Hugging Reduces Fear and Improves Understanding
What do you do when you’re frightened? Even if you don’t turn to another person for comfort, the chances are that you wrap your arms around yourself, or hold something close to your body for protection. Fear automatically sends us searching for a hug – even if we don’t realize it.
In studies conducted on self-esteem and fear, research that was published by Psychological Science discovered that touch and hugs significantly reduce worries regarding some pretty serious fears – such as our fear of death. Those studies found that hugging – even if it was hugging something inanimate like a blanket or teddy bear – helped to soothe existential fears.
This doesn’t mean that you should wait until you’re pondering the meaning of life to ask for a hug however. Even seemingly trivial and fleeting fears can be dealt with using a quick squeeze.
If that wasn’t enough, hugging can also help to exchange deep feelings between human beings, allowing for deeper feelings of empathy and understanding thanks to the release of that powerful love hormone – oxytocin. If you hug someone in a time of worry or fear, they’re far more likely to understand you and empathise with you – which could lead to all the support you need for overcoming a difficult moment or experience.
Interestingly, it’s also worth noting that hugging has just as much of a positive impact on the person who is giving the hug, as the person who is being hugged. That’s because the nature of touch is reciprocal. One study has even found that touch alone can be used to read emotions in a person – from fear and anger, to disgust, sympathy, and love – with accuracy readings of up to 83%.
Hugging is Good for the Heart and Body
According to medical studies, hugging can physically improve the health of your heart. In an experiment that was conducted at Chapel Hill, by the University of Northern Carolina – participants who had no contact with their partners developed a faster heart rate of ten beats a minute compared to those who got to hug their partners during the experience. The huggers only had a heartbeat of around five beats per minute.
Of course, the heart-based value of a good hug doesn’t end with the physical response that we experience. Hugging also warms your heart, which can help with issues of worry and depression. Most of the time, a good hug can lead to the release of an increased amount of dopamine in your brain – which automatically boosts your mood. After all, low levels of dopamine are often linked to lack of enthusiasm, depression, and self-doubt.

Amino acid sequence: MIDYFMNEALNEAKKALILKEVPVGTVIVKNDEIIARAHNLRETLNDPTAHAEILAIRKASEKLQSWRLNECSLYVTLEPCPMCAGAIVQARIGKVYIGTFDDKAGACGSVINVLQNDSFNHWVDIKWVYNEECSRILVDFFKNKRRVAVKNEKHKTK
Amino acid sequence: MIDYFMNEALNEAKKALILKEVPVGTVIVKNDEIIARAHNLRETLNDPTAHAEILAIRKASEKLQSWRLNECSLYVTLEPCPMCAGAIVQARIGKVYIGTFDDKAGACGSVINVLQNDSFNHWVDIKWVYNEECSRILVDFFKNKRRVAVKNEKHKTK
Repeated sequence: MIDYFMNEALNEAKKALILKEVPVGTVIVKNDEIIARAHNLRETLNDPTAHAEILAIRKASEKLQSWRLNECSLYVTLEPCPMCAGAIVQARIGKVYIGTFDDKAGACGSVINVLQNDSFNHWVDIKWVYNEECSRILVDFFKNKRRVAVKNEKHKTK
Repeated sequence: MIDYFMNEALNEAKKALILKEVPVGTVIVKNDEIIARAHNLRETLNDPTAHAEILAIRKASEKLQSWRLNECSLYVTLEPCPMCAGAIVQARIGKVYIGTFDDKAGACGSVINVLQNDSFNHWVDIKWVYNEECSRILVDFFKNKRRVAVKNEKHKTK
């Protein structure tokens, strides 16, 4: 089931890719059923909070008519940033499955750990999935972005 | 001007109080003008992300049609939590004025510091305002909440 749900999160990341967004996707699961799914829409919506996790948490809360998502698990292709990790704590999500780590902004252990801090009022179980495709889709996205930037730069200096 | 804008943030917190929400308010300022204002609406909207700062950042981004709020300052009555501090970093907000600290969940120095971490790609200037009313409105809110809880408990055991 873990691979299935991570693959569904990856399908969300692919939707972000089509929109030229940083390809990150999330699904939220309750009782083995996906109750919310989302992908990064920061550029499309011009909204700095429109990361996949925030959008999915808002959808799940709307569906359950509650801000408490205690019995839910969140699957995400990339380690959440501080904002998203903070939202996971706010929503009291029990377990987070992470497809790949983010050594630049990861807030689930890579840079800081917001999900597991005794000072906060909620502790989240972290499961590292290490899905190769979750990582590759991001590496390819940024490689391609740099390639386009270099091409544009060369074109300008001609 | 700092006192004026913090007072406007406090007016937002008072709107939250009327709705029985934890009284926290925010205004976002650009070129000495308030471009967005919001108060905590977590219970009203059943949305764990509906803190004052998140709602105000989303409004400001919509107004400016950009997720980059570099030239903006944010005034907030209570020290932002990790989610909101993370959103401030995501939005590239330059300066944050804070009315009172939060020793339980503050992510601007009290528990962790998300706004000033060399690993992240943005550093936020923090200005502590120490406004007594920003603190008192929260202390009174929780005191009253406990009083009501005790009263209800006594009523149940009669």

If you think about a hug in relation to its physical and mental effects, then you should be able to see that they are similar to laughter and mediation. Hugs allow us to let go of the stress that we’re feeling in any given moment, and teach us to be more present in the moment we’re experiencing. A good hug can encourage you to flow with the natural energy of life, and get you to step out of your circular thinking patterns so you can connect with your feelings, your breath, and your heartbeat.
Beside the numerous benefits that hugging has for your heart – it also plays a part in other physiological functions too. For instance, a hug can balance out the nervous system. Your skin contains a network of tiny pressure centres known as Pacinian corpuscles that sense touch and cause the brain to react. The response of someone receiving or giving a hug can change your level of skin conductance – suggesting a more balanced nervous system state.
Research has also shown that hug hormones are involved in immune system functions. In other words, the more hugs you get, the more prepared you’ll be to fight back against illness and disease. A good cuddle not only changes your emotional strength and ensures that you’re ready to fight back against the stresses of the day – it also improves your physical strength too!
Do You Need a Hug?
Whether it’s for relaxation, tension relief, or a need to build stronger human connections – hugging is an essential part of being a functional human being. Did you know that the average person spends around an hour a month hugging? While that might not seem like much, if you consider the fact that each hug is around ten seconds in length – that adds up to a whole lot of cuddles.
Generally, making an effort to hug the people around you – such as your spouse, friends, or family, can ensure that you get a healthy dose of oxytocin every day. However, if you’re not currently in a situation where you can get enough daily hugs – or you still feel as though you could benefit from an extra dose of happiness in your life, it might help to know that there are alternative methods available for getting the emotional stability you need.
Generating a warm and loving relationship with a pet can be a great way to boost your levels of oxytocin – after all – we all love cuddling our cats and dogs. What’s more, there are also various other forms of touch that can improve your oxytocin levels, such as:
- Getting a regular massage
- Holding hands with another person – even just a friend or family member
- Nurturing or looking after other people
- Giving or receiving a back rub
- Kissing and sex
- Practicing regular activities for relaxation and meditation such as yoga or breathing exercises.
Now you know just how much hugging can do for your health, and your body, there’s only one thing left to do – go out there and spread the love!